WF Sellers building sold | News, Sports, Jobs



A local couple have purchased a large downtown building from the family, who have owned it since the 1980s, with the intention of opening two fitness centers.

Mark Jr. and Shannon Mielnik purchased the WF Sellers building on 11th Avenue in July from Michael Kranich Sr., whose father bought it from the Sellers family, who built it in 1908 to house their jewelry business, according to the Mielniks, Kranich and locals historian Michael Farrow.

The Mielniks plan to set up Freedom House Fitness in an empty room on the first floor of the 12,000-square-foot, three-story building. and YBM Wellness Studio in a vacant space on the second floor, according to the couple.

Freedom House Fitness is primarily operated by Mark and offers this “elderly population” and offers facilities for self-paced training as well as individual training sessions and functional fitness classes.

The YBM Wellness Studio, led primarily by Shannon, will be more like a mirrored boutique, offering dance fitness classes, children’s arts and crafts and fitness classes, fitness and mobility workshops — and eventually wellness programs for store employees, Shannon said.

Both Mielniks are physical education teachers.

The couple understand the building’s two current tenants — Shear Power Hair Salon on the first floor and Susan L. Youshaw Photography on the third floor — will remain.

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Michael Kranich bought the building after Sellers Jewelry went out of business downtown so he could get the jewelry boxes, which were framed in solid walnut and custom-made, Kranich said.

The Kranich family was and still is in the jewelry business — although at the time he wasn’t sure where to use the cases, Kranich said.

He eventually installed them at the family’s first mall, and some are still in the Kranichs’ current stores, which are located in Altoona, State College, and Johnstown.

real estate prices were “very depressed at the time” the purchase of the building, said Kranich.

He’s always kept rents low enough to ensure occupancy — a policy he’s proud of, he said.

“I did it as cheaply as I had to” he explained.

Tenants included a Hallmark store, a Ye Olde Hobby shop, a Monogram shop, and SLY Photography, according to Kranich’s son, Michael Jr.

There was also a shop that sold vintage items and a used clothing store, Kranich Sr said.

A division of New Pig occupied both the second and third floors for a time and used those facilities for their backup phones, Kranch Sr. said.

Downtown business has picked up in recent years, Kranich Sr. said.

This city seems to be gaining ground.”

He’s glad he sold it to the Mielniks who did it “a plan,” he said.

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He is 81 and said “it’s not in me anymore” to make great development.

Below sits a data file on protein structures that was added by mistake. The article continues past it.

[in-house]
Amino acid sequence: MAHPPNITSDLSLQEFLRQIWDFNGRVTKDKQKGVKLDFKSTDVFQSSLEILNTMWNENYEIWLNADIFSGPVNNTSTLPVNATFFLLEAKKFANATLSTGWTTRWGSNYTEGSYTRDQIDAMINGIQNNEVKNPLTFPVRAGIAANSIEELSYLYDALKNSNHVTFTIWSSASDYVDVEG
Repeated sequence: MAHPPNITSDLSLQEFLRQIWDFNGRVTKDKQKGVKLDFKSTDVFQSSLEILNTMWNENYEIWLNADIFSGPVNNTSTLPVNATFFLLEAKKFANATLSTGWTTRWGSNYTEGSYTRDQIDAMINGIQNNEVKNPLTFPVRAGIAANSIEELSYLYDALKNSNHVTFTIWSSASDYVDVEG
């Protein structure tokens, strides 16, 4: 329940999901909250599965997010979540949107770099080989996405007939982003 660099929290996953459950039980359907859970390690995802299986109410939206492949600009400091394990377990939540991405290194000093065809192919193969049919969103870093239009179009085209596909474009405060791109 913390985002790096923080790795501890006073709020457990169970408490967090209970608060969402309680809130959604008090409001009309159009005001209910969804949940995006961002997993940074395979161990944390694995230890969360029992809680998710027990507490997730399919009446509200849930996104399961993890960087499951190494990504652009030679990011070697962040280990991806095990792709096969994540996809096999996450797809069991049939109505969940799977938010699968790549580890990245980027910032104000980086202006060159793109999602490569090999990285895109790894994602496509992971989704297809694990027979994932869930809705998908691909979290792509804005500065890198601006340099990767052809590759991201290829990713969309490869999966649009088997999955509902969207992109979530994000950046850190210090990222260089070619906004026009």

Despite this, he found that the building had been sold “a bit bittersweet”

The sale means the Kranichs have no downtown business presence for the first time in 99 years, he said.

His father Charles and Charles’ brother Sam founded the Altoona version of Kranich’s Jewelers in 1923, he said.

The store moved, mostly on 11th Avenue, and always rented, he said. It was once one of 25 jewelry stores in Altoona.

The entire business started in York 118 years ago, starting with Kranich Senior’s grandfather, Mayer David Kranich.

Mayer had eight sons, four or five of whom stayed in the business, and they had to move to find locations, Kranich Sr. said.

William F. Sellers began his jewelry business in 1896 in association with his father, a physician, after attending watchmaking school in Boston, according to Farrow newspaper clippings.

According to Farrow, William’s son Paul later joined the operation along with William’s twin grandchildren.

Wilhelm died in 1960.

According to Farrow, Sellers Jewelry initially occupied one of two ground floor store units.

The room included the crystal room at the back with a chandelier and a skylight where the most valuable items were kept.

The facade included two or three marble arches, two stories high.

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In 1911 the other ground floor unit housed the Tivoli cinema for six months, Farrow said.

At one point, the now-defunct Altoona Business College was a third-floor tenant, Farrow said.

When the 1929 stock market crash happened, Sellers moved the jewelry store to the second floor, perhaps to make more money off the building by renting both ground-floor units, Farrow said.

“He was also very successful on the second floor,” an indication that he had “good clientele” ready to climb stairs to do business, Farrow said.

The store was taken into account “the noblest” in town, said Farrow.

The Kranichs were “amazing to work with” Mark MIelnik said.

The way things were going was “a god thing”, he said. The building is in good condition.

The Mielniks hope that with commercial and residential development downtown, there will be many customers for the fitness centers.

The couple also bought three townhouses in Altoona this year, Mark said.

“We always wanted to get into real estate development” he said. “For us it is the beginning.”

Mirror Staff Writer William Kibler can be reached at 814-949-7038.



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